cynical Power to get its way on every front, a grassroots democracy
movement in Venezuela, related to similar movements throughout our
América, has beaten the empire's advances.
Venezuela and América in 2003
What's in store?
With the Armed Forces and the oil industry returning to their
rightful owners - the Venezuelan people, through their democratic
electoral choices - and the maneuvering room for foreign intervention
now more limited than ever, the pro-coup and anti-democracy forces
still have one major weapon: The Commercial Media, within and without
Unless the Commercial Media surprises us with some kind of Glasnost
("Glass House") policy of its own (Gustavo Cisneros as Mikhail
Gorbachev? That would improve TV ratings!), the battle will now move
to the final obstacle to Authentic Democracy: The Media.
That's why, kind readers, it is so very important that you and I act
now to hold the Commercial Media simulators of 2002 accountable. We
must make sure the world knows who cannot be trusted, whose
credibility should be questioned loudly, who should forever be
reminded of their crimes of December 2002, and why. In the coming
weeks, I urge all readers, all fellow and sister Authentic
Journalists, to work hard to analyze the events of December 2002: to
name the names of the professional simulators, and document their
knowing falsehoods: to limit their maneuvering room to ever try to
steal anybody's Christmas again. And I'm not a religious person, but
I do think that real workers should be able to rest at least for this
The agenda for 2003 is clear: We must continue to break the
blockades by developing our own better routes of Community Media,
working together throughout the globe.
It is Sunday, December 22, and we've just survived, again, the
of the year in the Northern Hemisphere from Caracas to Washington. I
just got off the phone with our colleagues at Catia TV - the cutting-
Community TV station in Caracas - and the mood is joyful.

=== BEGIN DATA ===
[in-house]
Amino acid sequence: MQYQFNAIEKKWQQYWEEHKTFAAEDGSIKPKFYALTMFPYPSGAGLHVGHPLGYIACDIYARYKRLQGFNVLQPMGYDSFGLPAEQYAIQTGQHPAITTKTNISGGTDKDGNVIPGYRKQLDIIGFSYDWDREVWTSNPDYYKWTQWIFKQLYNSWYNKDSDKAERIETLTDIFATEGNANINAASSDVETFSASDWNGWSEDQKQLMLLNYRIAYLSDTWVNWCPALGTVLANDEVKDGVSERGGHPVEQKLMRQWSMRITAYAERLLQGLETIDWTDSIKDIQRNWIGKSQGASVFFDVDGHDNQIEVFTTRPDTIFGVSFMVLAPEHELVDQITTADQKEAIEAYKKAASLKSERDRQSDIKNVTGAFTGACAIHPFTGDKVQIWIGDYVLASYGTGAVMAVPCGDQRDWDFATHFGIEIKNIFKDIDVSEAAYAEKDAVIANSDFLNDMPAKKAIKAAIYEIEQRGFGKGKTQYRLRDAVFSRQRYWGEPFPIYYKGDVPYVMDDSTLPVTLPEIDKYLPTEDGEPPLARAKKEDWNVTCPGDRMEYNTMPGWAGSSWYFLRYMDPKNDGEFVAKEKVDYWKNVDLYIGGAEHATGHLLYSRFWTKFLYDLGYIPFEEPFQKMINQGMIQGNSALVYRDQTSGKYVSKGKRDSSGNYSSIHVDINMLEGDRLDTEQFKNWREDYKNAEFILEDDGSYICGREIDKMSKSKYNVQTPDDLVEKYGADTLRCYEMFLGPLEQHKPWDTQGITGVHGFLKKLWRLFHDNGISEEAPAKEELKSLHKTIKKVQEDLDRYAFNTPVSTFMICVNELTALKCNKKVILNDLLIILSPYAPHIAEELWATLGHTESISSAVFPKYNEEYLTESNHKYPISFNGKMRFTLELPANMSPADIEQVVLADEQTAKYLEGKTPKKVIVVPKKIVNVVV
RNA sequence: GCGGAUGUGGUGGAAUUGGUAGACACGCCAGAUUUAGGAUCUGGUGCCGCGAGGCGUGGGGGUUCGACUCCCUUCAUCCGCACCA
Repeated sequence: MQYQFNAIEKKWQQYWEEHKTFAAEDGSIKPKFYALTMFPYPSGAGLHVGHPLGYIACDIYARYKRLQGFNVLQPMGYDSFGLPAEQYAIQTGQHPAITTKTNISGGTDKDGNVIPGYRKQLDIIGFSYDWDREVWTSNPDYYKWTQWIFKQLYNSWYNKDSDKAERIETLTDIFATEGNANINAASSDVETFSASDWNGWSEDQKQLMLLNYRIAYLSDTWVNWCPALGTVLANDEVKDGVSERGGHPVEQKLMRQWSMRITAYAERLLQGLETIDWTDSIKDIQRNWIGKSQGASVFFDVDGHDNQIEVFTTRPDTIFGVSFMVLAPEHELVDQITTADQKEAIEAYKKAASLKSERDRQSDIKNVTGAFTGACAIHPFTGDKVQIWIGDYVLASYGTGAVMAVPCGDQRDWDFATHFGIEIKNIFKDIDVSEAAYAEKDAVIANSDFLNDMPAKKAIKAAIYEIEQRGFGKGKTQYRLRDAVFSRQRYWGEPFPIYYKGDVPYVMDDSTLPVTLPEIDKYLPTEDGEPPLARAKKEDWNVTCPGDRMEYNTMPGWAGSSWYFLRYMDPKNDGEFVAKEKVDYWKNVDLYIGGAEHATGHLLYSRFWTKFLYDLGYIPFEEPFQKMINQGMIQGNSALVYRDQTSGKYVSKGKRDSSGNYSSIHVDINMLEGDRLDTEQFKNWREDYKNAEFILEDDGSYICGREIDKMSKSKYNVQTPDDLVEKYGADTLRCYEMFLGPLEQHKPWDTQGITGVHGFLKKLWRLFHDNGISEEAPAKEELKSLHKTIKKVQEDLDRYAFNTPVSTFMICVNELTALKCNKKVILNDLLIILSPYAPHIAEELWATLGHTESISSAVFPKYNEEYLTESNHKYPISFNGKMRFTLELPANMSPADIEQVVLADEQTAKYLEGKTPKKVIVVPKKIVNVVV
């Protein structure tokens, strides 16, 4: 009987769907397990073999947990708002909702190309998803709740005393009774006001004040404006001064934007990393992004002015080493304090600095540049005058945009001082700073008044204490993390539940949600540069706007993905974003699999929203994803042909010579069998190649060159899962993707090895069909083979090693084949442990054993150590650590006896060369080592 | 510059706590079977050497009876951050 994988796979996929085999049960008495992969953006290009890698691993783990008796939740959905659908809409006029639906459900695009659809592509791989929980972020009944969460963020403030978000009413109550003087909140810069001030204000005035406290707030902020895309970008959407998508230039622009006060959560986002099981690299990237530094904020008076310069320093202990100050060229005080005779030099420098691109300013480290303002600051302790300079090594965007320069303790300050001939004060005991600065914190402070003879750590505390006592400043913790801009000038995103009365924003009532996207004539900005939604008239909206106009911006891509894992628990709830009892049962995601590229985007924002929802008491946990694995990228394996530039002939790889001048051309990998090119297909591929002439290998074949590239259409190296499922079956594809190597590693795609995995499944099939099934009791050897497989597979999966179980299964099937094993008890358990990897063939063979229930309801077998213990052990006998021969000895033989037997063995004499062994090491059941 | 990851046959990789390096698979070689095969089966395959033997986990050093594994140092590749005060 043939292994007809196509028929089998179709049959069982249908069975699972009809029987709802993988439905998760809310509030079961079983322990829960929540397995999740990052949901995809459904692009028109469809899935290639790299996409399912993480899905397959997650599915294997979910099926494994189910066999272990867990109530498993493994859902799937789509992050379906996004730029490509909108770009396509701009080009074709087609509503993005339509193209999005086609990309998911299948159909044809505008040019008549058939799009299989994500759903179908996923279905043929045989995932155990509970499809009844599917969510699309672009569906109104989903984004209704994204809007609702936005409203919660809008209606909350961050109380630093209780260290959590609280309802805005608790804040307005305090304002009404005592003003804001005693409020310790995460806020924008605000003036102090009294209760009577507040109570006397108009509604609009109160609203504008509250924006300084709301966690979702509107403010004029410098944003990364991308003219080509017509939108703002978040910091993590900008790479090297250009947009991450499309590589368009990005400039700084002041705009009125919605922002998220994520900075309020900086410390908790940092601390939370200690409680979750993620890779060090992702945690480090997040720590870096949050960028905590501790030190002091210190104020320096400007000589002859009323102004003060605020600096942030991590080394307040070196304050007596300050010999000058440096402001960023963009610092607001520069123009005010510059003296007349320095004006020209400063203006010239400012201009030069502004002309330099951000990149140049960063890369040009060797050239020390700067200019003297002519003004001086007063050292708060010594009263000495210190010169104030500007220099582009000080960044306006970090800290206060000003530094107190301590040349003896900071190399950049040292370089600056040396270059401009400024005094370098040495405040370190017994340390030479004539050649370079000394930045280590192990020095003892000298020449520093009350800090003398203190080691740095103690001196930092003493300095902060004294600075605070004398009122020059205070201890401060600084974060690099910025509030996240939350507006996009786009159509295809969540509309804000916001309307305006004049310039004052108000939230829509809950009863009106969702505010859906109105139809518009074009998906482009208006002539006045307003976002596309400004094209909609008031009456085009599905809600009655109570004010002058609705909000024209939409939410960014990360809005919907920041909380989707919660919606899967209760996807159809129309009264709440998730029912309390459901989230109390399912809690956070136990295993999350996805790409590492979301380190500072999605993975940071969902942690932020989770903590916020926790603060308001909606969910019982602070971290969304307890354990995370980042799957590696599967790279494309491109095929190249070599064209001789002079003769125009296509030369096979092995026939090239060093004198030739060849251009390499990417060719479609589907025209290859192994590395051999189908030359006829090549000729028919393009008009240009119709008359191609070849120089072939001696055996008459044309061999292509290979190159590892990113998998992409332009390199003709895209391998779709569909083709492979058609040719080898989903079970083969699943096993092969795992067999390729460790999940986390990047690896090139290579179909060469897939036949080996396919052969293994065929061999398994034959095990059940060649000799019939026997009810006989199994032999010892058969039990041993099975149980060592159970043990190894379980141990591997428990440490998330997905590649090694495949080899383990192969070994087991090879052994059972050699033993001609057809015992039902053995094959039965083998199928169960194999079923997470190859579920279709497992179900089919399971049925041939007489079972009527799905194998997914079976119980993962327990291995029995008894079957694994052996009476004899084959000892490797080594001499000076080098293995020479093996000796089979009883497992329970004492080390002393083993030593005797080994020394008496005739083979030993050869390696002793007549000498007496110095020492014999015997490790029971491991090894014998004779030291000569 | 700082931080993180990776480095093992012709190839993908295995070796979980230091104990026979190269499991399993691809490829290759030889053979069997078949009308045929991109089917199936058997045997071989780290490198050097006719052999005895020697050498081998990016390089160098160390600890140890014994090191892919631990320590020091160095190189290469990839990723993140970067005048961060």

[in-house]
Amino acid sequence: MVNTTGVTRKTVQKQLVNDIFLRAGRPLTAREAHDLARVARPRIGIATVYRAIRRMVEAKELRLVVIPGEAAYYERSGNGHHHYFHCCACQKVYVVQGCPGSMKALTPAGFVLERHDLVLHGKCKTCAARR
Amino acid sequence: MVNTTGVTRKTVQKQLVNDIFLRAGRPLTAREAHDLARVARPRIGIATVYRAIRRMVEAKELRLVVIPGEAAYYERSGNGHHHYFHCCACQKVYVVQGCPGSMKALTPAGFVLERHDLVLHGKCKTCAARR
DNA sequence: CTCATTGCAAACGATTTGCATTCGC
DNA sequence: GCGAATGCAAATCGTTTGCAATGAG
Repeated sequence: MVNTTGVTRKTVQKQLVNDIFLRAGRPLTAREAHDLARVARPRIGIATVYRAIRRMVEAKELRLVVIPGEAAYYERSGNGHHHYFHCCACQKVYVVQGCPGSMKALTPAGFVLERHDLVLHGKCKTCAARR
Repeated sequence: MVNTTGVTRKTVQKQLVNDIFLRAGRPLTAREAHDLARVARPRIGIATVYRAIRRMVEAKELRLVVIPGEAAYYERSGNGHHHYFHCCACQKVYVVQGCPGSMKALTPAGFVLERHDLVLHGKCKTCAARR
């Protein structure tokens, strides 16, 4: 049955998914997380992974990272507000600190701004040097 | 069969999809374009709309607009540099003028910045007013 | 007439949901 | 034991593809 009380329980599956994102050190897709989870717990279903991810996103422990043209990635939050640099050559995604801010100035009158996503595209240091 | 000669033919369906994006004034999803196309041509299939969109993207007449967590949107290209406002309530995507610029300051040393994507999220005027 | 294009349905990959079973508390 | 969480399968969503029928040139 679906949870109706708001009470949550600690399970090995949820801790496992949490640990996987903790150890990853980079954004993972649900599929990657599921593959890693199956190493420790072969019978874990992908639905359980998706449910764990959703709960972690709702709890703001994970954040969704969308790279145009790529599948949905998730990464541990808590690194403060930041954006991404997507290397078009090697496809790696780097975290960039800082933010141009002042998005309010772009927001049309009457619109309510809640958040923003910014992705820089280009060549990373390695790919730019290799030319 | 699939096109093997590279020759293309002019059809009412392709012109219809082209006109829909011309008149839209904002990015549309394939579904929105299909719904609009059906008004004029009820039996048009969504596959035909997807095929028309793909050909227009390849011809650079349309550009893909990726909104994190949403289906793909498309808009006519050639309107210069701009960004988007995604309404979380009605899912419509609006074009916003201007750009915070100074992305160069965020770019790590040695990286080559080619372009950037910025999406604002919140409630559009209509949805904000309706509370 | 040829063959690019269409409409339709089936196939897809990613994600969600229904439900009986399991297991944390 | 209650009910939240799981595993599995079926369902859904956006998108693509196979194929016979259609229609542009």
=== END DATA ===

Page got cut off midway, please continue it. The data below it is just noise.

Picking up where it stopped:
Our colleagues report that all is calm in Caracas. That although on
coup leader Carlos Ortega announced a march toward the presidential
palace at Miraflores to provoke a violent confrontation as his last
coup attempt, that nobody marched on Saturday and nobody is marching
The streets and malls are filled not with protesters, but with
many of whom are only strolling, perhaps window-shopping, holding
with their loved ones, showing great dignity and grace in the face of
economic damage the upper-class tantrum caused. Kitchens are
enjoy the warmth and scent of holiday meals. Kids are playing "soccer
games for peace" throughout the country and have announced that
everyone is welcome except for anyone on any side who wants to hijack
the event to make speeches.
Of course, our colleagues are at their watchtowers in the newsrooms
throughout the Venezuelan Community Media stations, vacation plans
cancelled, like ours at Narco News, we're all remaining vigilant,
every possible trick or trap by those who tried to steal Christmas in
2002. We're not complaining: Like Christmas, the beach will still be
here in 2003, somewhere in a country called América, that after the
Battle of December 2002, is an América more free.
Néstor Miguel Gorojovsky
nestorgoro en fibertel.com.ar
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"Aquel que no está orgulloso de su origen no valdrá nunca
nada porque empieza por depreciarse a sí mismo".
Pedro Albizu Campos, compatriota puertorriqueño de todos